Holiday photos: A Christmas photo with Santa may sound like the perfect holiday memory but it is not one all dogs enjoy. A photo session in a crowded pet store may be more stressful than fun for your pup. Those who don't want to sit on Santa's lap may prefer to sit along side or be held by a family member familiar friend who can join in. Or opt for a festive photo out in the snow or a peaceful shot of your dog laying by a Christmas tree.
Santa hats are not for everyone: Many dog's don't like to dress up. Although they may look cute in an elf costume or Santa hat, your dog may not be feeling the joy. A festive collar, bandanna, or bow may be more their style. For those who will cooperate, be sure the costume is correctly sized and comfortable for your pet. Some dog's love to show off their fashionable outfits!
Homemade treats: Baking Christmas cookies? Make some treats for your pup! Be sure to use a recipe that uses only dog friendly ingredients. Your dog will sure to be waiting in the kitchen while their treats are baking!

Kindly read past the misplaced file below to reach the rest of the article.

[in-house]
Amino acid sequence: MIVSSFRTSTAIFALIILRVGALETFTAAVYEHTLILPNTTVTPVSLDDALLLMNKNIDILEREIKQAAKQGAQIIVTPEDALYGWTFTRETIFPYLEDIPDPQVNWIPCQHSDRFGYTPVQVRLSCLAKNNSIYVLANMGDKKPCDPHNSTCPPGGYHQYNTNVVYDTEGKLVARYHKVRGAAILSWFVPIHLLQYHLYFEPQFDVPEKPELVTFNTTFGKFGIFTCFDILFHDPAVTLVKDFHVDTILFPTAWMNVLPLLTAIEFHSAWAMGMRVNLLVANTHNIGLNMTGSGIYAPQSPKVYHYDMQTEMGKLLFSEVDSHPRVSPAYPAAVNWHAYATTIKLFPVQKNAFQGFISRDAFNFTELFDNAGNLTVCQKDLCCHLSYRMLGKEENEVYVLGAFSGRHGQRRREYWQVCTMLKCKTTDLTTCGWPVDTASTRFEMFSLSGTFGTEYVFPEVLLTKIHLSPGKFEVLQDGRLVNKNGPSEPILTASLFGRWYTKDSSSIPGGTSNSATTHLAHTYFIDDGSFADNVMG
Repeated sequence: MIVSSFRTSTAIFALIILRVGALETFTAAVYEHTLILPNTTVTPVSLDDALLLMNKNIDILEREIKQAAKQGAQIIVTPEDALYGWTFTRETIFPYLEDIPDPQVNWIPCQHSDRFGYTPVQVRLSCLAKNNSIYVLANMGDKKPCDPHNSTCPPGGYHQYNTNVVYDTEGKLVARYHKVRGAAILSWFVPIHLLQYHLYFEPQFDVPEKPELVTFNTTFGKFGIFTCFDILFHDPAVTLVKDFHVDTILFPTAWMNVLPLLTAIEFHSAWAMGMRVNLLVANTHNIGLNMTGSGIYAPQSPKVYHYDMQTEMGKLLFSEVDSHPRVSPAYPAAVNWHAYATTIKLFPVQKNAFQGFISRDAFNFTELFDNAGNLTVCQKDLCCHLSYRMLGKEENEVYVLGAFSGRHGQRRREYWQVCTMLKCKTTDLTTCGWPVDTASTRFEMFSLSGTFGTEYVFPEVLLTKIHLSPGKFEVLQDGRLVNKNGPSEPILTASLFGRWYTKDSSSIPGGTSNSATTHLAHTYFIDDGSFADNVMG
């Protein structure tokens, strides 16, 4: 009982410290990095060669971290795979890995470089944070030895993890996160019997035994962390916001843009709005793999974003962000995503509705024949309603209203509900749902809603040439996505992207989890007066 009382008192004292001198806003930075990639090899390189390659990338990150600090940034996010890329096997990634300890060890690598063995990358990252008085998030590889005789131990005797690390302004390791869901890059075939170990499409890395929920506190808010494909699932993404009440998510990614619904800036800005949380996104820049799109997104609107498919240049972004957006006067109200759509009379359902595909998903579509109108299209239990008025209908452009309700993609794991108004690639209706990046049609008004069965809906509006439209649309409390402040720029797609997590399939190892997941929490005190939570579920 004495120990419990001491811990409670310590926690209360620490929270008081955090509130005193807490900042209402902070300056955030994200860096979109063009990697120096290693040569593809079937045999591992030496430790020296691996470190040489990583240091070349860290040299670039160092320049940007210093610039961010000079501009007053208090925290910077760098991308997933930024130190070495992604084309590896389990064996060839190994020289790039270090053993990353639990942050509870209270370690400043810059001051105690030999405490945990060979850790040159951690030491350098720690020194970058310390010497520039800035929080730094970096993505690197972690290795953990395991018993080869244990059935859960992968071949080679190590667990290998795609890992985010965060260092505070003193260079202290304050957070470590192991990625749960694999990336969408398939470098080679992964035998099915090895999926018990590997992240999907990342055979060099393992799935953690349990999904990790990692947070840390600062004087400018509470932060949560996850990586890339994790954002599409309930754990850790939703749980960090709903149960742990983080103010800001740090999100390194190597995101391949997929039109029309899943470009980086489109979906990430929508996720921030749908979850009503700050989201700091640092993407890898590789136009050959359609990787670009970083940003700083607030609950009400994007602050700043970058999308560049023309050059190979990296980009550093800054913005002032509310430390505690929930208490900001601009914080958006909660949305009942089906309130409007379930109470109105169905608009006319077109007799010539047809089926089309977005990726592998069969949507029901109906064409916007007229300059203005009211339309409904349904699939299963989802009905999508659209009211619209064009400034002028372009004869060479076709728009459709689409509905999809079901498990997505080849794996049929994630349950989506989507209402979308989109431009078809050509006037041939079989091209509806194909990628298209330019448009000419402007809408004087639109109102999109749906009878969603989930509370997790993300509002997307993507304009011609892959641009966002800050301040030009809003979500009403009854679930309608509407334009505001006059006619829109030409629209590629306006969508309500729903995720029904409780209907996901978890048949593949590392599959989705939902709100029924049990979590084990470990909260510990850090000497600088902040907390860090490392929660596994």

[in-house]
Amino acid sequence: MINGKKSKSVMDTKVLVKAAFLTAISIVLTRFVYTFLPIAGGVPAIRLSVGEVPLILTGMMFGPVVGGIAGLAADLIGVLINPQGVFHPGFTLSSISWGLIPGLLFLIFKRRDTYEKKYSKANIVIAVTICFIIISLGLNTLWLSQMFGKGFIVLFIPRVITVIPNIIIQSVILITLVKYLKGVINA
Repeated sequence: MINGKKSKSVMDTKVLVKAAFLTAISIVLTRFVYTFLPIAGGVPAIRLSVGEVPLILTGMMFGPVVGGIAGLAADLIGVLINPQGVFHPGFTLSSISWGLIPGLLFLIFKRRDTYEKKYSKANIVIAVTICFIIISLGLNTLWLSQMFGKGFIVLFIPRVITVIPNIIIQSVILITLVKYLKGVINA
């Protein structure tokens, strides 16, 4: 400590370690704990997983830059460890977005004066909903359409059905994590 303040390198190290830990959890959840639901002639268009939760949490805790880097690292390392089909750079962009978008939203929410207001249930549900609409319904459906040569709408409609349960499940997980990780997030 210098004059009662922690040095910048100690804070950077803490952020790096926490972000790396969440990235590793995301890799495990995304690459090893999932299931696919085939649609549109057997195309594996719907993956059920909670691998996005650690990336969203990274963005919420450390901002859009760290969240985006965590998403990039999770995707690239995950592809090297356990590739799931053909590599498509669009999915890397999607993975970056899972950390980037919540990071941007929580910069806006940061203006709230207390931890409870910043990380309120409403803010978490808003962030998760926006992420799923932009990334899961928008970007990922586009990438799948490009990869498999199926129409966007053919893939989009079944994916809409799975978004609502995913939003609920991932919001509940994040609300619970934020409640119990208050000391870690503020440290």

Be aware of hidden dangers the festivities can bring - You don't want to spend
Christmas Eve at the emergency vet:
Keep the food out of reach: Holiday parties always bring food that can be tempting to your dog but potentially harmful. Chocolate is highly toxic for dogs so be sure to keep the candy bowl out of reach. Same for nuts, small bones, and alcoholic drinks. Keep tempting bowls of food away since too much of any type of food can cause tummy trouble for your furry friend. Instead, keep their favorite treats on hand so they can enjoy as well.
Ribbons, wrappings, and bows: Many dogs, especially puppies, like to chew on gift wrappings, ribbons, and bows. Keep these items out of reach as they can be harmful if swallowed.
Toxic plants: Holiday plants, such as Poinsettias, Mistletoe, and Holly, are poisonous. Keep them out of your dog's reach and be sure to watch for fallen leaves and berries.
Enjoy a happy holiday season and a safe and healthy New Year!